Web
Analytics
3 Tips for Financially Preparing to Buy Your First Home  | Articles | Blog | Better Marriages | Educating Couples - Building Relationships

3 Tips for Financially Preparing to Buy Your First Home 

Guest Post

Buying your first home can be one of the most exciting — and stressful — moments of your life. Knowing how much you can realistically afford, house hunting, and qualifying for a mortgage can feel overwhelming. But don’t panic! It’s not as difficult as it may seem. Check out these tips to help navigate the learning curve and prepare yourself financially to close on your dream home.

Determine How Much House You Can Afford 

The first step to take before buying a home is to make sure it’s the right time to do so. To do this, you’ll need to figure out how much house you can afford. Take a look at your monthly debt-to-income ratio, which determines how your combined gross monthly income stacks up against your recurring monthly expenses. Can you save money each month, or are you feeling financially constrained? It’s important to be honest about your budget so you get a realistic idea of what an affordable mortgage might look like for you. A good rule of thumb is to keep your mortgage between 25% and 30% of your income.

But that’s not all. Buying a home is a huge personal and financial milestone, so you should know how expensive it can be. As a homeowner, you’re responsible for all costs associated with home ownership, including those normally covered by a landlord, like repairs, utility bills, and garbage pickup. You’ll also need to account for extra expenses like the down payment, property taxes, and insurance.

Prepare Your Finances 

Once you know how much house you can afford, it’s time to decide if you’re financially qualified to buy. Before you start house hunting, check that your credit score is in good standing, that you can afford new debt and manage existing debt, and that you have an emergency fund.

Do you have the credit score to buy a home? It shouldn’t come as a surprise that your credit score will determine whether you qualify for a mortgage and affect the interest rates lenders will offer. You can obtain a copy of your credit score for free online or through your bank. If you feel like your credit score could use a boost, pay down credit card balances fast, or lock up your cards for a few months before buying a home.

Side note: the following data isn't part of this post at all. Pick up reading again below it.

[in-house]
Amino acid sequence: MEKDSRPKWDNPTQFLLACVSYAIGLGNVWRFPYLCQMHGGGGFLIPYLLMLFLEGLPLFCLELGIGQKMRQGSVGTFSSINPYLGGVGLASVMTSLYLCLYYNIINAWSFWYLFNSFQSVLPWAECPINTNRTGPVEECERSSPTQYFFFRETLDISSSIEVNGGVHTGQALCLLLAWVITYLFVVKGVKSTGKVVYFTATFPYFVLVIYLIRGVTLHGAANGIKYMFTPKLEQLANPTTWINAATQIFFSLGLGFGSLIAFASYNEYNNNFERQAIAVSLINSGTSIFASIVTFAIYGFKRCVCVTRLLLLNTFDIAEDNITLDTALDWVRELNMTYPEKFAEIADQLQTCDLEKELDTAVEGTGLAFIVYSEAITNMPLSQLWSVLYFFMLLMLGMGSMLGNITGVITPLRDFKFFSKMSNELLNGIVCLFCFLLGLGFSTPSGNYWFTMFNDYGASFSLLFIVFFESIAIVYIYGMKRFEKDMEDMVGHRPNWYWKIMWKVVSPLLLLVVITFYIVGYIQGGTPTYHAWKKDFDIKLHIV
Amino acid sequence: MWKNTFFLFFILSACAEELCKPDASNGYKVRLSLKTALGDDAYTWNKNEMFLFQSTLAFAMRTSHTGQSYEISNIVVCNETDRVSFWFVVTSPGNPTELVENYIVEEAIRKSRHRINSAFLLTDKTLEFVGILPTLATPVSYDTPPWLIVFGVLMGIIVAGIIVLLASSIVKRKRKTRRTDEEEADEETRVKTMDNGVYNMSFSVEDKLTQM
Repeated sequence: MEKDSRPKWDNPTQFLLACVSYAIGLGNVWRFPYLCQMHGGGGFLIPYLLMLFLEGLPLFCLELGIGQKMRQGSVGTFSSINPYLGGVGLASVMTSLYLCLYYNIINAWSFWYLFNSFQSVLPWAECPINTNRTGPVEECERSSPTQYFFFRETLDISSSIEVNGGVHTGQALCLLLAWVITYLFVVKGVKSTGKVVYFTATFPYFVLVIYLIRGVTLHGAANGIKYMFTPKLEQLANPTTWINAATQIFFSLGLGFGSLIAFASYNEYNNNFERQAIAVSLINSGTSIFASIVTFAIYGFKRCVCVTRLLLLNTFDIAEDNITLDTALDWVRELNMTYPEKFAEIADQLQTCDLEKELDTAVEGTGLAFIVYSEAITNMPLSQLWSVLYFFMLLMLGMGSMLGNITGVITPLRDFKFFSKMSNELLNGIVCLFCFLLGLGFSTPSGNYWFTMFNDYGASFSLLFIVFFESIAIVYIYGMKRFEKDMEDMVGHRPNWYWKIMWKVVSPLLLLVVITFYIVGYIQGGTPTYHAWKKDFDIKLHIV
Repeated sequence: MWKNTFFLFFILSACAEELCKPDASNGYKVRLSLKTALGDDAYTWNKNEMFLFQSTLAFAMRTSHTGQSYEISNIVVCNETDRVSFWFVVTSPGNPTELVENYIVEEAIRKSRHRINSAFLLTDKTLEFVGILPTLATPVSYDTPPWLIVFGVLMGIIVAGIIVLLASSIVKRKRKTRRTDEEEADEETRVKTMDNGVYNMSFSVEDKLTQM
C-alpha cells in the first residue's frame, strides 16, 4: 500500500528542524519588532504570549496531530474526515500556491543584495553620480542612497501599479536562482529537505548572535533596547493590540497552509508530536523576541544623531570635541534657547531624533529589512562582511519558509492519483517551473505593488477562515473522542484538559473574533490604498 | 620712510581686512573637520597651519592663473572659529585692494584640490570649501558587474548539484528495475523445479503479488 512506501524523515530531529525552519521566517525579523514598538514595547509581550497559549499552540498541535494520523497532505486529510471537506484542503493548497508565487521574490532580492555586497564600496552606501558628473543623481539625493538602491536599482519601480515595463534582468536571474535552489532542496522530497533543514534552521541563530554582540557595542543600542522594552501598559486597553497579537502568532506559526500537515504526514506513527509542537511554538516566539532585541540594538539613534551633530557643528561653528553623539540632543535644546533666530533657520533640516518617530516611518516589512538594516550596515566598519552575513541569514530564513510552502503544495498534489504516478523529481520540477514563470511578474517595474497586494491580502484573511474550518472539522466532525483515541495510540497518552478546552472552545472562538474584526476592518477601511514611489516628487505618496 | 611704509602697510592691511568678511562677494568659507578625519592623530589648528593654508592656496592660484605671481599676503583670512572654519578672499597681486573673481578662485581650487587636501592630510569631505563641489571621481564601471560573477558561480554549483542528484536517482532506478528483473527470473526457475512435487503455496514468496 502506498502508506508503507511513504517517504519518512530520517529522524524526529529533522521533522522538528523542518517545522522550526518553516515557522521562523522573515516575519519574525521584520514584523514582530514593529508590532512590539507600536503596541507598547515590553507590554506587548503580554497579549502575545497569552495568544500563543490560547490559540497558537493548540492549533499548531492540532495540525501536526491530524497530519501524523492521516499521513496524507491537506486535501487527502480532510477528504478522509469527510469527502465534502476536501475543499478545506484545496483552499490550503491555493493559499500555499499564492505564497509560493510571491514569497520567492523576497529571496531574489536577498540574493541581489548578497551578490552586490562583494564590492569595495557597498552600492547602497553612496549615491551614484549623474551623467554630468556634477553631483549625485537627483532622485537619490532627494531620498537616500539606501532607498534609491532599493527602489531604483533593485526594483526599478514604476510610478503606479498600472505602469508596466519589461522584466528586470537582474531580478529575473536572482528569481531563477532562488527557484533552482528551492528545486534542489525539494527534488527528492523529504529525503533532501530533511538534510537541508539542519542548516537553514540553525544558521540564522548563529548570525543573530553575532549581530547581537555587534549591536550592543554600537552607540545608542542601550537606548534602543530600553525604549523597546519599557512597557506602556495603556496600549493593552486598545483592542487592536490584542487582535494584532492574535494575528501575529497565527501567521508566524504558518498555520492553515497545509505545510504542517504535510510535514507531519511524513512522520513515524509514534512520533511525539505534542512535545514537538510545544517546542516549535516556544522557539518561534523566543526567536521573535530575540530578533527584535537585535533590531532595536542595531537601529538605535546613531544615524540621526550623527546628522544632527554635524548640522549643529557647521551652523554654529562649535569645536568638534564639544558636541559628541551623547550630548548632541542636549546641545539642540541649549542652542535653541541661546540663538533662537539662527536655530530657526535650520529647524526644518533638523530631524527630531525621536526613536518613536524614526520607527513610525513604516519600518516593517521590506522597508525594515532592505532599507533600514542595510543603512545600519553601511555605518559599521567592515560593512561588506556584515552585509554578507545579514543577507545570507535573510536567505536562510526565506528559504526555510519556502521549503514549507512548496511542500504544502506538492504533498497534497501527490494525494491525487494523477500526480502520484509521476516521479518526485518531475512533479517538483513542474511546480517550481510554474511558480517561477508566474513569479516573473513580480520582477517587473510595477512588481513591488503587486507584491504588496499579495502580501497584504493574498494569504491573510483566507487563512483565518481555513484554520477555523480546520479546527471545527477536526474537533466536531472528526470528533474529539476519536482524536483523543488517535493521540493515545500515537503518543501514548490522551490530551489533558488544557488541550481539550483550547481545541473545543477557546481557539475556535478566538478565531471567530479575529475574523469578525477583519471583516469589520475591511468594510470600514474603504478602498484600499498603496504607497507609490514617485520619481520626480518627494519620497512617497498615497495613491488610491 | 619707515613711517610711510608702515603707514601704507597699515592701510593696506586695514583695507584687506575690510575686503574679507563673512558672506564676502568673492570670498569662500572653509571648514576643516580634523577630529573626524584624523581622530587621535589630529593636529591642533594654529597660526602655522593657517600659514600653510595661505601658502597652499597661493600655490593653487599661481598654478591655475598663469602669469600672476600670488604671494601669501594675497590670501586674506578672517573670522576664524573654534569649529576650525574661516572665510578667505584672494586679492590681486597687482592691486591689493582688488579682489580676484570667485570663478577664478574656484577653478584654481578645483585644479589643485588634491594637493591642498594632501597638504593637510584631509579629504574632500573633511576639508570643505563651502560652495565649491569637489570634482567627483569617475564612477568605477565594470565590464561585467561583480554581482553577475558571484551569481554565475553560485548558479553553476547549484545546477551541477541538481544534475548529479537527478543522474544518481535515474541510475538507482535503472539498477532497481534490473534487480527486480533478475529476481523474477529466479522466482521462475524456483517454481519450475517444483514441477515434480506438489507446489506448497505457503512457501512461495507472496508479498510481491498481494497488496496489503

Speaking of paying off debt, before tacking on a huge financial commitment to your budget, make sure your current debts are under control. Most people have debt at some point in their lives, so it’s not abnormal if you do. Whether it’s a home, a student loan, or a car payment, it’s important to have a plan to pay it off. Missed payments can cause financial stress and ruin your credit score.

Finally, because there is more involved in buying a home than simply buying the house, you’ll want to start saving early and establish an emergency fund for a financial cushion. Beyond the down payment and closing costs, you’ll also want to think about move-in expenses. The best way to start saving to buy a house — and for all the costs associated with homeownership — is to build your budget now. An easy way to start is by looking for ways to save in your day-to-day life. Consider refinancing your student loans to get a better interest rate, canceling unused subscriptions, grocery shopping with a list, and being more cautious about your online spending.

Compare Mortgage Rates 

Do your homework before committing to a loan, including getting pre-approved and researching the different types of mortgages available to you. Take the time to compare rates from multiple mortgage lenders. The worst thing you can do is take the first offer you get. Once you feel comfortable with a lender, you’ll be ready to put down an offer on your first home.

Getting ready to buy your first home is exciting, but there’s also a lot to do before you start house hunting. By making sure you’re financially prepared ahead of time, you’ll be ready to successfully start along the path toward home ownership.